Analysts at the Chinese company Jiwei, which studies local production chains, consider the success of the semiconductor-related business in China to be very limited so far. Jiwei said Oppo pledged to spend more than $7 billion on its own chips in 2019, but has since launched only an image signal processor (ISP) and a Bluetooth audio processing chip.
According to analysts, the developers still have to organize mass production – it is unlikely that the chips will be used in many Oppo models, since the novelties are not “mature” enough compared to the finished products that Oppo can freely buy.
Analysts believe Oppo won’t be able to make modems for its smartphones anytime soon, and while local alternatives like Huawei’s solutions are of some interest, Chinese companies still need to buy in bulk overseas to meet demand to satisfy. The same problem applies to Xiaomi, for example. Additionally, no Chinese processors and chipsets are expected to ship any time soon, which is certainly good news for companies like Qualcomm and MediaTek, which dominate the mobile semiconductor market.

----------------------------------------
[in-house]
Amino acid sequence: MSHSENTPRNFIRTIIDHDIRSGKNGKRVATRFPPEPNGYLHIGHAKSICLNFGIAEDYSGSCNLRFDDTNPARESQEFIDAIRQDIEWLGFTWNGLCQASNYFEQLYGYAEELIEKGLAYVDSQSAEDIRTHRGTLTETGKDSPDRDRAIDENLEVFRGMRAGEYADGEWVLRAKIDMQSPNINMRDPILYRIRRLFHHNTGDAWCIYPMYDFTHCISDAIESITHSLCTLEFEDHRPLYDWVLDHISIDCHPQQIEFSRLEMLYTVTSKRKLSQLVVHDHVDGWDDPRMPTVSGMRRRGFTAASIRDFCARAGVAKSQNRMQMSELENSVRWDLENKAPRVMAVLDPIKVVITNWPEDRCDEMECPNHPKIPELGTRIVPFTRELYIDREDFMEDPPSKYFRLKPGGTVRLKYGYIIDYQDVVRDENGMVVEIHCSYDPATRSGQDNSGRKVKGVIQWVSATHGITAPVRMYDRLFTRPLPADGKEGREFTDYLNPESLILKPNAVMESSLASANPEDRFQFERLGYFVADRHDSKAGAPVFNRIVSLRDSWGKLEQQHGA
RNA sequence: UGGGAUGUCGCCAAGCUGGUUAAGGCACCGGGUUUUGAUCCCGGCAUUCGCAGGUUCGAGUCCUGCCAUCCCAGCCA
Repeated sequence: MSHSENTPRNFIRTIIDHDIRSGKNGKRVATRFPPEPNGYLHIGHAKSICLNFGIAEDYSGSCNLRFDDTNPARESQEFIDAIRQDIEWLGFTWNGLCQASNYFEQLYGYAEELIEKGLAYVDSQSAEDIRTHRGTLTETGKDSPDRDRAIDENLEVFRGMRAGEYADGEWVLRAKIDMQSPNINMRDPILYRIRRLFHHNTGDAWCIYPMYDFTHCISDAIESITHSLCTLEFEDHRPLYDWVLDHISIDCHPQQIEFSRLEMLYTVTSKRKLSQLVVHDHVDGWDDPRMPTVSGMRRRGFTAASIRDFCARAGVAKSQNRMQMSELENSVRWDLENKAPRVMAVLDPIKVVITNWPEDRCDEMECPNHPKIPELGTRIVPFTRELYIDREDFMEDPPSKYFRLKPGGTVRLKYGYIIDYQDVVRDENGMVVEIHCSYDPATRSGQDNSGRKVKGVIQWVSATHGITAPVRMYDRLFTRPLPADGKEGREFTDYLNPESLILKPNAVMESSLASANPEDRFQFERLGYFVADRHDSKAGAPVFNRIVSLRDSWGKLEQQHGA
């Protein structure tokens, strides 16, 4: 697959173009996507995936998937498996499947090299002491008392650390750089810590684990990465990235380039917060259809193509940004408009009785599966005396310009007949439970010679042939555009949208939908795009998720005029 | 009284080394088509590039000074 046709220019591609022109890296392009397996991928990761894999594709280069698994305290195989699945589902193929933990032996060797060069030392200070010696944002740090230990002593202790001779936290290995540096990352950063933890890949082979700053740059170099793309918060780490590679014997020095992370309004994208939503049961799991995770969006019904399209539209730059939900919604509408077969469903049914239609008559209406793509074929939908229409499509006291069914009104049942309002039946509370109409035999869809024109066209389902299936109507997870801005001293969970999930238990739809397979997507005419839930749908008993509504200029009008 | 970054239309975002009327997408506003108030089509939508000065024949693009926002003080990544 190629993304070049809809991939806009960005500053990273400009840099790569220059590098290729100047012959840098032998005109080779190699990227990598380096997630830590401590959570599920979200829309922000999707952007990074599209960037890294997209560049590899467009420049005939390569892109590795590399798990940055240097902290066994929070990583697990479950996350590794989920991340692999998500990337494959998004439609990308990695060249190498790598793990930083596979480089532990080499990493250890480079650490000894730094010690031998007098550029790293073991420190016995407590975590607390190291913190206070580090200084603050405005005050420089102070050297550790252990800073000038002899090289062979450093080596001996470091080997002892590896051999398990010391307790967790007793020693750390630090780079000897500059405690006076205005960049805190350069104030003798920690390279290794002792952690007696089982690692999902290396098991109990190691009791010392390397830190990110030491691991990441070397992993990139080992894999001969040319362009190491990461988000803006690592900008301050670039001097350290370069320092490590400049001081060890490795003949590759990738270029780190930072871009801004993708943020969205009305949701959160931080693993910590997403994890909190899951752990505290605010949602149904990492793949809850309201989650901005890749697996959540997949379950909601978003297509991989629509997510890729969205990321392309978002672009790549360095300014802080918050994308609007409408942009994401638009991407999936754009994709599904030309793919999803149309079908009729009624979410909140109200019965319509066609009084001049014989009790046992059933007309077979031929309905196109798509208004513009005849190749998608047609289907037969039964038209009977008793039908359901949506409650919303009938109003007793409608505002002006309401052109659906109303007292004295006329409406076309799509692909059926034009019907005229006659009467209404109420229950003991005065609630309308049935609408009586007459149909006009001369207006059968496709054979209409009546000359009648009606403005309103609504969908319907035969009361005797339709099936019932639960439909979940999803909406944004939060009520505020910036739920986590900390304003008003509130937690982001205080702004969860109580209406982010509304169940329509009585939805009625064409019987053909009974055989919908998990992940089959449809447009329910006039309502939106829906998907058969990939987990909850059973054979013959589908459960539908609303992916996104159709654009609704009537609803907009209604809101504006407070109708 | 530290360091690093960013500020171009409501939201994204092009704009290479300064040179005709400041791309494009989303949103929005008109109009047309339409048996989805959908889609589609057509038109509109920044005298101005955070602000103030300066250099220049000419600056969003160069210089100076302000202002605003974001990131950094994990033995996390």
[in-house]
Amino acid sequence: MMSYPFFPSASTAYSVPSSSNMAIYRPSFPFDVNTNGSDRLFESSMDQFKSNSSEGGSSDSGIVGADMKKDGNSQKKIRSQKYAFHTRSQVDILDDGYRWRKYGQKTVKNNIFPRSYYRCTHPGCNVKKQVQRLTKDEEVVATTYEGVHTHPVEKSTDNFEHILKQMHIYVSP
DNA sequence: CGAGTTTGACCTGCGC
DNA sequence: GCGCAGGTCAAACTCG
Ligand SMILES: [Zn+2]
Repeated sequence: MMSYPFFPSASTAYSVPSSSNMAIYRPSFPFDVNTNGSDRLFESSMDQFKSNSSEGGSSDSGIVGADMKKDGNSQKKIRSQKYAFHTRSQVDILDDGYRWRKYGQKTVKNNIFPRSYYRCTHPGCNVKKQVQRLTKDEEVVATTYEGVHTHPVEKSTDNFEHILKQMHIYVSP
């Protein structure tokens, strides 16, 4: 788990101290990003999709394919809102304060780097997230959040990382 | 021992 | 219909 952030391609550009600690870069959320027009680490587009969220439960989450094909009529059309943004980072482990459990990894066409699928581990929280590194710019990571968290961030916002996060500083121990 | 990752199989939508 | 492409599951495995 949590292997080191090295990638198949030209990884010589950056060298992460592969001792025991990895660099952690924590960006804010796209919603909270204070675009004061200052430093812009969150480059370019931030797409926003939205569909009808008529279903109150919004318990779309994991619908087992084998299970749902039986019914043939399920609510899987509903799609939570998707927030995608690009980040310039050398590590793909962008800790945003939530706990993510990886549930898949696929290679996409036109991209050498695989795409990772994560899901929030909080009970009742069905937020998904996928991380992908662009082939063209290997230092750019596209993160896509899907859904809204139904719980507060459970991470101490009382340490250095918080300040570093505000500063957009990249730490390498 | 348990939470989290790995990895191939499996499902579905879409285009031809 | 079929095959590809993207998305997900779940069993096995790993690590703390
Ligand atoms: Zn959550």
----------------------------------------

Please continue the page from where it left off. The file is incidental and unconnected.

Of course, the Chinese manufacturers are aware of their dependence on foreign suppliers. US sanctions on China have shown that it is literally impossible to buy some components in significant quantities unless Washington so desires, which can only worry the Chinese economy. By manufacturing your own chips, the risks of geopolitical influence on the relevant economic sectors are reduced.
So far, however, Oppo has managed to launch just two types of semiconductors in two years, which is clearly not enough – even they won’t be available in significant quantities until a certain period in 2023, and won’t be widely available after that either . In other words, the project doesn’t seem to have been particularly successful so far.
The company says Oppo’s own solutions will initially be applied as the company’s “distinctive” solutions. The plan could bear fruit if global economic growth recovers and buyers start showing more interest in premium products. When that happens, Oppo will have a ready-made solution to meet the growing demand – if by then the chips are mature enough to be used in more models. If the long-term game of Chinese manufacturers really succeeds, Qualcomm and MediaTek could actually have some problems, at least in China.